I came to the conclusion after having a short debate with Michael Hibay. He was argumenting to take a different stand on the matter and suggested the positive approach. He injected in the discussion a link to a great post of “Guidelines for Designing Hypermedia Web API”. That is a good suggestion. Although approaching the thing from “how things should be done” results to different learning result and experience than calling out the things to avoid. Some principles listed in one place does not equal that everything against the principles is antipattern. To argument otherwise would suggest that the original list is perfect.

My arguments to Michael was that practicality wins the puritanity. Even if people want to create perfect REST or RESTful APIs, that hardly ever is possible in other environments than academia. We are limited by time, availability of right people, knowledge, energy to do the right thing. In most cases you accept that your solution breaks the holy principles of http or what Roy Fielding wrote in his famous dissertation. Your goal is to get the product in the markets or solve client’s problem. In those cases you of course try to avoid waste and even try to look ahead as much as possible.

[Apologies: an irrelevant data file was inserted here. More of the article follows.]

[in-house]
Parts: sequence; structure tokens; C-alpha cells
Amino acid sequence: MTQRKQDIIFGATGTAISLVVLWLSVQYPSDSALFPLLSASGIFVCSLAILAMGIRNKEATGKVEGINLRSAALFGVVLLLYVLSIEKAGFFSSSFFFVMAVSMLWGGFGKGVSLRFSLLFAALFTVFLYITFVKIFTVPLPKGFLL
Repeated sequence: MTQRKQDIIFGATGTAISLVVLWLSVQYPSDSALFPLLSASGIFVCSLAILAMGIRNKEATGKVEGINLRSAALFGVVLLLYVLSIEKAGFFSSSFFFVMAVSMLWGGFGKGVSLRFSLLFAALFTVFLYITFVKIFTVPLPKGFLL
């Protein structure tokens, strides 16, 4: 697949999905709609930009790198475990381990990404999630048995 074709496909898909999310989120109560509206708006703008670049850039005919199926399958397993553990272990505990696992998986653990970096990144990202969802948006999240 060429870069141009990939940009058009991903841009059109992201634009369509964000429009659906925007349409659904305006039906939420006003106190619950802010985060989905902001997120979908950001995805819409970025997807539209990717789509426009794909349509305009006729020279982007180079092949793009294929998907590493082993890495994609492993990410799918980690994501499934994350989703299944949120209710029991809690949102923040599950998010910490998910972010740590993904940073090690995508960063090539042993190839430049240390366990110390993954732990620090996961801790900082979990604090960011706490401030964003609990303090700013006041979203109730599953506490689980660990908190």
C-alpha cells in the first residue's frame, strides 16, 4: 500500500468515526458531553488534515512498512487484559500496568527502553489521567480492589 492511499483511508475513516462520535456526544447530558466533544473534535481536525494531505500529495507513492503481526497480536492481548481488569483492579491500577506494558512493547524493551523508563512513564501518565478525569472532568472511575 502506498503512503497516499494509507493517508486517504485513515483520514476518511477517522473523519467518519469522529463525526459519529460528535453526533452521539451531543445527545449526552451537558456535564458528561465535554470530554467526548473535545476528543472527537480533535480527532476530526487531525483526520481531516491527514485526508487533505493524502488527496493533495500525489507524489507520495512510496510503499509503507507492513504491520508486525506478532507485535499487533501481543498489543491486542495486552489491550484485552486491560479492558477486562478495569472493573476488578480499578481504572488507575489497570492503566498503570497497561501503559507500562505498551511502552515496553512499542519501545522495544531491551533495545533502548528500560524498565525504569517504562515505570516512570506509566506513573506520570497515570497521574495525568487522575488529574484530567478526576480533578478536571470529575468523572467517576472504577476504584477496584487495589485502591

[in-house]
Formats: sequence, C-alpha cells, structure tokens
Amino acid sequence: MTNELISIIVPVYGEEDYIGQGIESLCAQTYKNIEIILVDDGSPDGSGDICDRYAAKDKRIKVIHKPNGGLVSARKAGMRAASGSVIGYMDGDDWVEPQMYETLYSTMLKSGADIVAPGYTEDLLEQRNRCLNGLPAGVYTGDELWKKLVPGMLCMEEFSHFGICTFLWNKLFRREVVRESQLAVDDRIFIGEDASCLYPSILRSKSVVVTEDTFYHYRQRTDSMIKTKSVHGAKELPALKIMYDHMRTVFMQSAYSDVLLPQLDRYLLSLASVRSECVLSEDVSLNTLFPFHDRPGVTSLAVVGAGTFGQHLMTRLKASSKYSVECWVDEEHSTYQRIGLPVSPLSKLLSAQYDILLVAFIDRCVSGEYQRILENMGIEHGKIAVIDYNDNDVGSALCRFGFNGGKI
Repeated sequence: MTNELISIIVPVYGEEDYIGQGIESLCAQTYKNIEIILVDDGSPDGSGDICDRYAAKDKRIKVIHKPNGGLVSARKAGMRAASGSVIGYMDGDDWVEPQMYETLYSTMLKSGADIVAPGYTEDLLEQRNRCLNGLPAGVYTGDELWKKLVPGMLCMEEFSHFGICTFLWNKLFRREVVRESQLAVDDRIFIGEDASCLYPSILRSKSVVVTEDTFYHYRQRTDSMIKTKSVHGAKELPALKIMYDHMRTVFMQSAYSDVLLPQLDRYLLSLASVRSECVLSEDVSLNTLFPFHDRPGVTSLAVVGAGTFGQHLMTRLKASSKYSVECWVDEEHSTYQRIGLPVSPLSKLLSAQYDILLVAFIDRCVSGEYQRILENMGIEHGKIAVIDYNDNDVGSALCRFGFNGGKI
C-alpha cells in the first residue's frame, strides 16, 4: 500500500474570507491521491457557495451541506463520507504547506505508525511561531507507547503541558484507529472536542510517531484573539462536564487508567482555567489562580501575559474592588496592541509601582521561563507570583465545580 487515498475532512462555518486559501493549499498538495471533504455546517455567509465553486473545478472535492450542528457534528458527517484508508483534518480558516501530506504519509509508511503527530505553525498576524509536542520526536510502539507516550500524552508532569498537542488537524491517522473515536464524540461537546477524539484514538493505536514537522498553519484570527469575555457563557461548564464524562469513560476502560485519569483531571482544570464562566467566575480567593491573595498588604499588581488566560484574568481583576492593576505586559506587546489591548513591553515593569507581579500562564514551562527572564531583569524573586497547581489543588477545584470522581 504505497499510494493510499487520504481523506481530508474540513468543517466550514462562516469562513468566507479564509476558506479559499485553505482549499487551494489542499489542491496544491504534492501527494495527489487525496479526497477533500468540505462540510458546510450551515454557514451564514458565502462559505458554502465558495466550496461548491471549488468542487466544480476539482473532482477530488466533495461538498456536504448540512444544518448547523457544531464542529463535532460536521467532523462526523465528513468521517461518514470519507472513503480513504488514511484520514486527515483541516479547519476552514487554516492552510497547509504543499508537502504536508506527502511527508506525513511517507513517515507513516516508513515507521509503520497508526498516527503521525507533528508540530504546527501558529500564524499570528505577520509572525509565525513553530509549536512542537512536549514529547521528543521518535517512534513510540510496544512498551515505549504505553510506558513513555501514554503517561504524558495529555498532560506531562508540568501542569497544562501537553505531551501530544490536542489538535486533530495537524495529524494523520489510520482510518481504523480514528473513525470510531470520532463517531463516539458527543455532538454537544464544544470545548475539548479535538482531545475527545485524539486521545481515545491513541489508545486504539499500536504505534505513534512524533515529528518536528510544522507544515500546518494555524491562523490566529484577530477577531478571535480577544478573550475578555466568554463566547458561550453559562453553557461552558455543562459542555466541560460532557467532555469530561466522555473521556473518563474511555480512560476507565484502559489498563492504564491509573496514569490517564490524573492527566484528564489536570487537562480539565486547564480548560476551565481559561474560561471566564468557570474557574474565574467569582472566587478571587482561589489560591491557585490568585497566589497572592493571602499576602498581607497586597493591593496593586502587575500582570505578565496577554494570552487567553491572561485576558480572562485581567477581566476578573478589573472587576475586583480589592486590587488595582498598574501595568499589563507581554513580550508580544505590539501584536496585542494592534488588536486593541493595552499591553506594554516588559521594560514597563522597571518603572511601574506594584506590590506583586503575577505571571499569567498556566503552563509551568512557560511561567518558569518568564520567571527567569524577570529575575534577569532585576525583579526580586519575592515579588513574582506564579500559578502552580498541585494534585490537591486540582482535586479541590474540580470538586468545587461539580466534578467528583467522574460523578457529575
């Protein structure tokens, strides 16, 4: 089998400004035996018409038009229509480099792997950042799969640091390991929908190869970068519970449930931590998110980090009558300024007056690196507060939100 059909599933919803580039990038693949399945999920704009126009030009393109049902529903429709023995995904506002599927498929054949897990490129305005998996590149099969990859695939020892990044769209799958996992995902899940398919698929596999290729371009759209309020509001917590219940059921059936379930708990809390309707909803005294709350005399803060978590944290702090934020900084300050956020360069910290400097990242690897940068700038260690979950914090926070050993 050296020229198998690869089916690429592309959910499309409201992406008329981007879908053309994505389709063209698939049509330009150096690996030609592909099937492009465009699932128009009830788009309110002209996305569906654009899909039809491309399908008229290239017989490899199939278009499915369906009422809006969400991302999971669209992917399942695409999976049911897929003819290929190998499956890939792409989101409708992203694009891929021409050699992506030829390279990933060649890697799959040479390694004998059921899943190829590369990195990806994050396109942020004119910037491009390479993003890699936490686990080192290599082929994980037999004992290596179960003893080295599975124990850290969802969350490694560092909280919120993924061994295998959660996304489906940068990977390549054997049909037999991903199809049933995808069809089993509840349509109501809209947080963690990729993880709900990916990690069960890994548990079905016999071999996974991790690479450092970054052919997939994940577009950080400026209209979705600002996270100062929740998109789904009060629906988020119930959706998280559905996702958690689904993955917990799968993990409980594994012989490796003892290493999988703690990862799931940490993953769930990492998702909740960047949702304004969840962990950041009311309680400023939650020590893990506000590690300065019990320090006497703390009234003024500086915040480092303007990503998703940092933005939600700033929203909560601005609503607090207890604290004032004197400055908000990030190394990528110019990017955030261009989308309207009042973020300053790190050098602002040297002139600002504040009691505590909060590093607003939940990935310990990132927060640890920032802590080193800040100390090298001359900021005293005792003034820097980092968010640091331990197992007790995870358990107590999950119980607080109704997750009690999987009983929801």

But you accept that 100% solution is not feasible and settle with the 80% solution.

Shit might hit the fan sooner or later and that risk is accepted in 80% solution.

Another thing is what is already a common practise. Fighting against what has become widely adopted practise is not a viable option for all. Right or wrong, for example the versioning is commonly expressed in the URL. If looked at from http and RESTful angle, that is wrong. You should not do that. Yet that is a practise more or less. Now the customers of the APIs are accustomed to it. They often even expect it. Going against the mainstream is just Don Guijote act against the odds. Don’t get me wrong, wise people have given a lot thought to http and REST, but we don’t live in a perfect world and sometimes it’s just better to accept imperfection than fight it. Pick your battles wisely.